Introduction to exhibition at Piers Feetham Gallery, 2017

Art is ... is a process which can take one of two essential directions – an inward path in which abstract forms and colours become the markers of conscious and unconscious response, or a turning outward, to external visual stimuli – landscape, natural history or the figure for example – as metaphors for thoughts, feelings and ideas. And yet, while Georgina Allen's quiet and subtle landscape and still-life paintings may, quite obviously, seem to belong to the latter class, the more you look at them the more they begin to take on a distinctly inward, contemplative character also. Thus the forms of the Pembrokeshire landscape that she has been painting so intently for nearly a decade now are unmistakably taking on the depths and resonances of abstraction, in which the inflections and variations of colours, tones, textures, lines and forms become an essential element in these intense meditations on conscious experience.

A similar process is apparent too in the still-lifes that have long formed the other central strand of her work. When I first visited her studio … the sight of her studio floor covered with a quite astonishing array of stones and bones, butterfly wings and feathers, strands of seaweed and women's gloves immediately alerted me to a very particular artistic intelligence at work, one in which abstraction again played a vital part. Those attitudes are still very much in evidence in these new pieces though now one also senses a quiet shift of emphasis, a degree of plainness in which the objects being painted are there even less for their individual extraordinariness and rather more for their abstract relationship to each other ... Paradoxically this seems, to my eyes at least, to place the focus back on the intense 'objectness' with which they now seem so movingly imbued.

Nicholas Usherwood, Features Editor, Galleries magazine

Introduction to exhibition at Piers Feetham Gallery, 2008

To be deft and apt, and as consequential as a vital witness statement, is an achievement. To be so while remaining unpushy and unobvious is a remarkable one.

William Feaver

Introduction to exhibition at Piers Feetham Gallery, 2011

In the melting pot of contemporary art practice, Georgina Allen has chosen to be a painter and a very painterly painter, at that. She uses the seductively expressive qualities of highly wrought paint surfaces, dabbed or dragged and scratched to capture fleeting effects of ever-moving air and water over earth, grass, rock; changing clouds and light in the sky and on the sea and shadows on the grass … She exploits a long tradition of painting quickly in the open air, but the apparent spontaneity of the rapid marks and arbitrary cutting-off is deceptive, concealing careful planning: each viewpoint is thoughtfully considered and placed within the formal balance of the composition … She uses recognisable things – stones, faded flowers, shells – to create abstractions and … she puts the onus of interpretation on the viewer. The uniform size and tone of the paintings emphasises the subtlety of choice and the precise placing of the elements.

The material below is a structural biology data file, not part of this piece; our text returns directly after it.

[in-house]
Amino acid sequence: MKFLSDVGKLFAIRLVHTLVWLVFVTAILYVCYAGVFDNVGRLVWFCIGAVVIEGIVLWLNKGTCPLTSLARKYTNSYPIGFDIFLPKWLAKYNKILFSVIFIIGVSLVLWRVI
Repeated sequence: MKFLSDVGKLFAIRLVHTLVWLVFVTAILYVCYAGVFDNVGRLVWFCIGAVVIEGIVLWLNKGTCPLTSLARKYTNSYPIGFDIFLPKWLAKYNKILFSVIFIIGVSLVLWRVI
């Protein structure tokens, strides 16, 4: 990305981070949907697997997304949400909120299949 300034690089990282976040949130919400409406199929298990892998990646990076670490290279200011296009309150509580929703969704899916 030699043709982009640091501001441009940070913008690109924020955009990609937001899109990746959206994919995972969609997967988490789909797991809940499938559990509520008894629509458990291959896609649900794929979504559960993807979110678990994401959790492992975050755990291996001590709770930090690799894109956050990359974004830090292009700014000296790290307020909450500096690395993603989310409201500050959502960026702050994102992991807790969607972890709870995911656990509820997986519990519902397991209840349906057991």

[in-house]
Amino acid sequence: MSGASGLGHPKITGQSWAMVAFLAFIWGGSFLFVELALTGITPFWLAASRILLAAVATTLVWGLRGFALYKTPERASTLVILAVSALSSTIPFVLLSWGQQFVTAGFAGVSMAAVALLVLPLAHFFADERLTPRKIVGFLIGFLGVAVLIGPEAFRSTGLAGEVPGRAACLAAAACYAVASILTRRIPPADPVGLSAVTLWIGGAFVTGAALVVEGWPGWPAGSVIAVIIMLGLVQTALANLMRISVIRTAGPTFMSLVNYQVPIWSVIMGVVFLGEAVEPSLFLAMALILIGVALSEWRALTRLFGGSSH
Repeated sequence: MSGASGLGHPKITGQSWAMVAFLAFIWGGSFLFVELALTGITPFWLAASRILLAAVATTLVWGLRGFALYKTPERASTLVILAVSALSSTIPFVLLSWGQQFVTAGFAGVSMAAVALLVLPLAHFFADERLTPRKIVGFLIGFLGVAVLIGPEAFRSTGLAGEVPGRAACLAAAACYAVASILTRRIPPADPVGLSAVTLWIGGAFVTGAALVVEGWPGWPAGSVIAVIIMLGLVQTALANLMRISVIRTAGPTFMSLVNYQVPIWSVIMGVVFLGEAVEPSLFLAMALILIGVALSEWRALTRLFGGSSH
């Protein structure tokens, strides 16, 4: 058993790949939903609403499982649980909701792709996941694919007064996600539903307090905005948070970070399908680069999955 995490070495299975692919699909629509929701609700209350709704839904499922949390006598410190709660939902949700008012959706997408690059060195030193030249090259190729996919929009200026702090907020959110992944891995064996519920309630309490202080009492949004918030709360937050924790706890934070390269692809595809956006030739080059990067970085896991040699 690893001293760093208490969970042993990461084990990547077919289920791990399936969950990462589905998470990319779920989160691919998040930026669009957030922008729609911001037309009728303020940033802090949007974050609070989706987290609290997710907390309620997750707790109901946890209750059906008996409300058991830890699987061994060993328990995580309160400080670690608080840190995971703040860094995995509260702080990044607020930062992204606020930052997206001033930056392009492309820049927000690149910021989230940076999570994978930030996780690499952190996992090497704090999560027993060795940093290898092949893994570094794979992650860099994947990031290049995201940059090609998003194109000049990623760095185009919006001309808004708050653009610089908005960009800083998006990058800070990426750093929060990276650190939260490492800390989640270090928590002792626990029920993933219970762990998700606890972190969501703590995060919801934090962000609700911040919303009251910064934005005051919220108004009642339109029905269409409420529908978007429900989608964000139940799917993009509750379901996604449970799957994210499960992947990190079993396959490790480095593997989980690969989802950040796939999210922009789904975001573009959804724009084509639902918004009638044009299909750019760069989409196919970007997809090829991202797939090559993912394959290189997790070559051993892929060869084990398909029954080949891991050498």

Charlotte Gere

Introduction to exhibition at Piers Feetham Gallery, 2014

[These are] abstract paintings in which the focus of her eye is on the rhythms and shapes of the objects that she brings together and then paints with such a controlled, painterly touch. Arranged and painted with careful regard to the scale and proportion of the objects within each arrangement, what you can get is a greatly enlarged rendering of often quite small objects. The effect is not only to make you pay proper attention to what you are looking at but more importantly, and unexpectedly, to induce a sense of wonder and awe at the sheer incorrigible variousness of things.

Georgina Allen does something very similar in fact when it comes to her paintings of the Pembrokeshire coastline … in that it, again, becomes a kind of found, abstract landscape, looked at not for its picturesqueness but for the forms and shapes which it provides her work. Painted again on almost uniform-shaped boards – smallish and panoramic in shape in this case, because she considers that is very much the overriding geological ‘shape’ of this particular landscape.

Nicholas Usherwood, Features Editor, Galleries magazine